Two Women Who Made a Huge Impact on Yountville’s Veterans Home

On April 1, 2021, the Yountville Home celebrated its 137th Founders Day, and along with that, we celebrate two individuals who played a key role in its history. Mary Dunaway and Virginia Mae Days made tremendously positive impacts on the Veterans Home of California-Yountville, impacts that are felt throughout all of CalVet’s eight veterans’ homes today.

Dunaway, an Army nurse during World War I, was a member of The California Federation of Women’s Clubs, which raised $60,000 to build and open the Hostess House where family members could stay while visiting their veteran kin, an idea that was originally her own. She also spearheaded the drive to build the first women’s barracks at the Home, which she dedicated in June 1951, with the first women moving in on September 6, 1952.

Days became the only woman to head CalVet, serving as its director from 1975 until 1981. She prevailed to keep the Veterans home open and improve investments when the State Department of Finance recommended closing the Yountville Home in 1776. The State ended up funding improvements for the Yountville Home. Days created a task force to allow non-veteran spouses to live at the Yountville Home as well. The first couple moved in on May 8, 1978. Today, all eight CalVet homes provide similar housing arrangements.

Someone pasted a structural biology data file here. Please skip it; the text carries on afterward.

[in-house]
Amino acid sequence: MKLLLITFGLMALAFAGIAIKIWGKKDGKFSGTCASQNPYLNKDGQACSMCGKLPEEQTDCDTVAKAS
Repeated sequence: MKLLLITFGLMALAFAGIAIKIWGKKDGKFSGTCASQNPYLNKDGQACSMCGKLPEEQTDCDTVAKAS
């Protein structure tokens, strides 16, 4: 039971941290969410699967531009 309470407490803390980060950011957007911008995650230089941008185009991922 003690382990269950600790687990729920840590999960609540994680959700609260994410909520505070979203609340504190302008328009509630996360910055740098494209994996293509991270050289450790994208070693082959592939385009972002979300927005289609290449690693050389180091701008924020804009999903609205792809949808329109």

Virginia Mae Days, the only female to head the California Department of Veterans Affairs.
Director of CalVet, 1975-1981

We thank these incredible women for their pioneering efforts and service that have allowed the Yountville Veterans Home to continue supporting our Veterans. You can learn more about Mary Dunaway and Virginia Mae Days here.

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